Most established companies claim to have implemented internal changes that meet the requirements provided by DEAT guidelines. The established industry quickly responded to internal transformation requirements.
For example, Oceana Fishing Group sold half of its equity to a black empowerment consortium, while Premier Fishing shares ownership with Sekunjalo and Pamodzi/Foodcorp owns Marine Products.
Allowing a larger degree of black ownership strategically put such companies in positions of strength for maintaining or even increasing their quota holdings, since most of these empowerment groups had good political connections.
Companies like Sea Harvest and Irvin & Johnson started on a fairly small scale, offering limited shareholding ownership for employees at favourable prices.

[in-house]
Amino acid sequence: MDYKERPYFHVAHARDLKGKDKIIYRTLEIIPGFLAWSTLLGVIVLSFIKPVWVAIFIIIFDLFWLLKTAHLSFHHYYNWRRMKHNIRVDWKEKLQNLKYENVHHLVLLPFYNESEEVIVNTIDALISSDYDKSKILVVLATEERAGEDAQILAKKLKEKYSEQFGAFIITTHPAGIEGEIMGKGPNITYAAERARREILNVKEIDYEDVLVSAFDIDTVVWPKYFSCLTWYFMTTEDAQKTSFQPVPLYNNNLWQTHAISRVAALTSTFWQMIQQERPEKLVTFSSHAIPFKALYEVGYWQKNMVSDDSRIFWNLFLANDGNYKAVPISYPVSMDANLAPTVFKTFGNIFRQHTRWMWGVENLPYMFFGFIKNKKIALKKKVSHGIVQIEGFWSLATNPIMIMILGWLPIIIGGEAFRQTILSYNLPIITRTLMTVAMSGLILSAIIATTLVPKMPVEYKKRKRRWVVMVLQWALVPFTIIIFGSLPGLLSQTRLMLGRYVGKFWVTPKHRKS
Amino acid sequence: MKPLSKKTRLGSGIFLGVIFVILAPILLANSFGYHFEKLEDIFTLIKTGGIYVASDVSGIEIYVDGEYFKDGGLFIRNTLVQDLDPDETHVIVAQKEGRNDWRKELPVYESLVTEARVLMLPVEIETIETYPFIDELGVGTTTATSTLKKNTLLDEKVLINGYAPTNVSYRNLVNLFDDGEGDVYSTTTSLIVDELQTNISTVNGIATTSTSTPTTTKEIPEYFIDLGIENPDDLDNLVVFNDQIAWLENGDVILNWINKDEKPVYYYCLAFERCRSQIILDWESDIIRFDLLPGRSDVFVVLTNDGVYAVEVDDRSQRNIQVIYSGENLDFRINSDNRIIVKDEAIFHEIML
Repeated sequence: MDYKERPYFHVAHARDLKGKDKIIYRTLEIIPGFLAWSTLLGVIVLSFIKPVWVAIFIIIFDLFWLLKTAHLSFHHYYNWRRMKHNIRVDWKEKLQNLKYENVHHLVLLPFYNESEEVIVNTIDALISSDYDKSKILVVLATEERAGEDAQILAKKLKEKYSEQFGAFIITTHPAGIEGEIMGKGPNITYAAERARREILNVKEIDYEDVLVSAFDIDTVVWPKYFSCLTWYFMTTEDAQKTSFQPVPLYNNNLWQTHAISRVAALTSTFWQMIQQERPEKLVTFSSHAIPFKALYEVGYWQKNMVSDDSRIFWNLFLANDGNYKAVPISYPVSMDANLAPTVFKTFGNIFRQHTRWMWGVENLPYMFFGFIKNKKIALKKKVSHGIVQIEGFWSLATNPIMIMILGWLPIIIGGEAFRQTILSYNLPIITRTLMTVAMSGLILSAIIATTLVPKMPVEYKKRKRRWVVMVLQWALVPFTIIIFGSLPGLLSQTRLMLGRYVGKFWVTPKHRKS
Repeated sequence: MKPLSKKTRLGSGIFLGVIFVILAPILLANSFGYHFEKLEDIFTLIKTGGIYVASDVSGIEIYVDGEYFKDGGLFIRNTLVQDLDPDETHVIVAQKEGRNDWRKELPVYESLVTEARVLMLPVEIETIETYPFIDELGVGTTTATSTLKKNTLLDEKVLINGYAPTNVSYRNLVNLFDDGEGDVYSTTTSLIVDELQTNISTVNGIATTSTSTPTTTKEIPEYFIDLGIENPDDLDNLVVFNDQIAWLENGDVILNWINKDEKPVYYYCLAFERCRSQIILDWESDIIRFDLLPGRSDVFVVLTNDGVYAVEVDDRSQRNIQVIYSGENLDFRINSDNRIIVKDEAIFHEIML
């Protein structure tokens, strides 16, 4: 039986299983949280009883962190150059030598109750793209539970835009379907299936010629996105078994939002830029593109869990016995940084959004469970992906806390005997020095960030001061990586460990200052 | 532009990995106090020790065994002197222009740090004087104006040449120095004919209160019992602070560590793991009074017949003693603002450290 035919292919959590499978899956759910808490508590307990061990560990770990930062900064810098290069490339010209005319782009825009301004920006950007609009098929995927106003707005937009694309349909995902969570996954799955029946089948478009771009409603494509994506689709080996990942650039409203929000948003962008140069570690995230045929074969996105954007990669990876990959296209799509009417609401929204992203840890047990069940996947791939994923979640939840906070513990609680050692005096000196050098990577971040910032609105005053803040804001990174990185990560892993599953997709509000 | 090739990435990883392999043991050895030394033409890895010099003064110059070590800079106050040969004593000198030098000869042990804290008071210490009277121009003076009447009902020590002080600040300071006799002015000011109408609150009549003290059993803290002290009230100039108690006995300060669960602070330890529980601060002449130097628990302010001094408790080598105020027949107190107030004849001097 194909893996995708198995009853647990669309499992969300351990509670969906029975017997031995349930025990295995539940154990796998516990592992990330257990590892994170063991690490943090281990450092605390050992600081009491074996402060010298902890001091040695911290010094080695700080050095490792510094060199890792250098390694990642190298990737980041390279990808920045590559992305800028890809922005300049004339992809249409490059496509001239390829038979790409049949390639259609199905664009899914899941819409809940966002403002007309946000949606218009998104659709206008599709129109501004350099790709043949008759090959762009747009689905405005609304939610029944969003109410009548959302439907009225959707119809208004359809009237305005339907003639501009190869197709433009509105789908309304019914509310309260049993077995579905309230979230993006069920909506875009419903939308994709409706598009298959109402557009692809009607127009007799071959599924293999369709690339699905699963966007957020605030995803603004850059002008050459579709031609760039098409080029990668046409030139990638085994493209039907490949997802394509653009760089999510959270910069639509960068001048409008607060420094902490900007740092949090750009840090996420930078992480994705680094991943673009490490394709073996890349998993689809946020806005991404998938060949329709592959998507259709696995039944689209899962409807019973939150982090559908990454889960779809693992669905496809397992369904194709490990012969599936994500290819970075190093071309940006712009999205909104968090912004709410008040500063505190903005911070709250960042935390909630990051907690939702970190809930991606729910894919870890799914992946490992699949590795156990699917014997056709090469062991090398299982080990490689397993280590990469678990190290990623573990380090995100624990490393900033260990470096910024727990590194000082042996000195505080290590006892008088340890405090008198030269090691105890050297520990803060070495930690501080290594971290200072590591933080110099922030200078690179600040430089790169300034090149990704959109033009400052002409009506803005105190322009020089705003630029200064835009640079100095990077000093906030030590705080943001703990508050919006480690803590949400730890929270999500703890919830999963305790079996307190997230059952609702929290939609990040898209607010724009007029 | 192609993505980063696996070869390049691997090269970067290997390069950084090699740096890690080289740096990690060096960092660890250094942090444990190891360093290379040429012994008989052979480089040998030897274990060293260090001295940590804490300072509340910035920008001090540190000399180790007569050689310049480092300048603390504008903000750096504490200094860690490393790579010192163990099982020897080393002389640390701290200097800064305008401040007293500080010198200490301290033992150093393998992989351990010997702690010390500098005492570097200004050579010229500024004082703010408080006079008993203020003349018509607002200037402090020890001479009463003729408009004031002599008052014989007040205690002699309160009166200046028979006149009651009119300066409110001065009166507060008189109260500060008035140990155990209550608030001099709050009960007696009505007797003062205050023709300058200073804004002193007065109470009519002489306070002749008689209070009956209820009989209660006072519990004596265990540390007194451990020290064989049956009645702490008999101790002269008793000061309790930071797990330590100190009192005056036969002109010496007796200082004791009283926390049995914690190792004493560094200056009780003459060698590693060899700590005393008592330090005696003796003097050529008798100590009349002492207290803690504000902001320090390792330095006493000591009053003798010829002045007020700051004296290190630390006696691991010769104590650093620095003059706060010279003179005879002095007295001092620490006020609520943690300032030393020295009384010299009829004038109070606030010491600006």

Although employee shareholding constituted a small percentage of the total stock, the symbolic effect was considered important. The established companies wasted no time in bringing in HDI leaders in an attempt to transform the leadership structures of their companies.
Within the labour unions, this was regarded as a window-dressing exercise, since some of these individuals were given the privileges of power but not the right to make crucial decisions.
The major dilemma that faced many new entrants was the lack of infrastructure (vessels, processing facilities and marketing networks) and business knowhow. A possible, seemingly obvious, solution to this dilemma was the formation of joint ventures and business partnerships as promoted by the new fisheries law (the MLRA).
In spite of all this, most new entrants complain that there has been no change in the power dynamics in the industry as a whole or within individual companies. Since established companies own most of the infrastructure, they retain control of fishing, processing and marketing operations, even where new entrants have entered into joint ventures with them.